Raymarine doesn’t label their Network Ethernet cables as such but that’s exactly what they are. Ethernet cables come in 3 forms, of which two are relevant to marine networks: cross-over, which allows device-to-device communication, and straight-through, which is meant for device-to-switch communication. Back to Raymarine, cables that are waterproof at both ends are meant to connect two devices (for instance a c90w and c140w) and are therefore cross-over cables. Straight-through are cables with one waterproof end and the other end the standard RJ-45 connector, meant to interconnect device to switch. All Raymarine devices with the exception of the Raymarine Switch (part# E55058) are meant to interconnect with Waterproof connectors. The Raymarine switch is meant to use the standard RJ-45 connectors.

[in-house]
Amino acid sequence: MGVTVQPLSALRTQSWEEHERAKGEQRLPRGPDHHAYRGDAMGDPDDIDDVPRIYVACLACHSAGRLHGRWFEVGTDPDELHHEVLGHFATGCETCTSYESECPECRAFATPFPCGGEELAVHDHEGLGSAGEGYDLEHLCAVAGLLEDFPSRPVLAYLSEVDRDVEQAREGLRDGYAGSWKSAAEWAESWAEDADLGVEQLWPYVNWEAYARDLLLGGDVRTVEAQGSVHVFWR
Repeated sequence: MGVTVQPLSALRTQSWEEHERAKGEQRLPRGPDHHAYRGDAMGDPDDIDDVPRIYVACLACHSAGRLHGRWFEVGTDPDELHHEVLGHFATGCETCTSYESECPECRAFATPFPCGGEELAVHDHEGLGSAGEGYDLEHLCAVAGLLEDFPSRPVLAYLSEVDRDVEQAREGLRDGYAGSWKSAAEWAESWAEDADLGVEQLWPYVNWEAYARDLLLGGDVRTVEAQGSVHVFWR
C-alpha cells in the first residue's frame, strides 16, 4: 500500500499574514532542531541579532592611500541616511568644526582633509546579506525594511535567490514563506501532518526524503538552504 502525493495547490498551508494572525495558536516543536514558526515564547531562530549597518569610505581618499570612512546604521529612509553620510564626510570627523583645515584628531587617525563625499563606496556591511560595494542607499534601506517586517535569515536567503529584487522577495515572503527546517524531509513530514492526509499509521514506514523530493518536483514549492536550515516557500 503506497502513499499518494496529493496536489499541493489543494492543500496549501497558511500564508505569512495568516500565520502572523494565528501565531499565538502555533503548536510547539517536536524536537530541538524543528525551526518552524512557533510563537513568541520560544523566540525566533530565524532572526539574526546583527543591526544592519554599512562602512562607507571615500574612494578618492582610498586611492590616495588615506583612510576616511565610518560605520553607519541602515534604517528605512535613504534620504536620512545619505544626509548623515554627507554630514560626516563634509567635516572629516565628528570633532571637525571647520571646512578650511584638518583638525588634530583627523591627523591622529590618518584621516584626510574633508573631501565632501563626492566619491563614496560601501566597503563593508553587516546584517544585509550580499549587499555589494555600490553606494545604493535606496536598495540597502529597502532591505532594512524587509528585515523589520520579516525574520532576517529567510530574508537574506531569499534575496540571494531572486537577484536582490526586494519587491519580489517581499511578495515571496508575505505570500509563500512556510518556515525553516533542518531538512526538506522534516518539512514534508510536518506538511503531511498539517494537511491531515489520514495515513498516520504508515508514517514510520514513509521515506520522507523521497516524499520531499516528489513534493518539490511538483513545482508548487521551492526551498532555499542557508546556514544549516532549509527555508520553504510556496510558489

The problem you encounter routing cables through a boat with limited space is quite common. The approach we use here at PYS is to route the small RJ-45 connector through the smaller openings. The set up depends on many devices you have to interconnect. If you have between three to eight devices, we recommend you use the Raymarine Switch. When you only have two devices, the cost-effective solution is to use the Raymarine cross-over coupler (part# E55060). In summary, Tim, use two Raymarine straight-through cables connected to a cross-over coupler so both devices can be networked.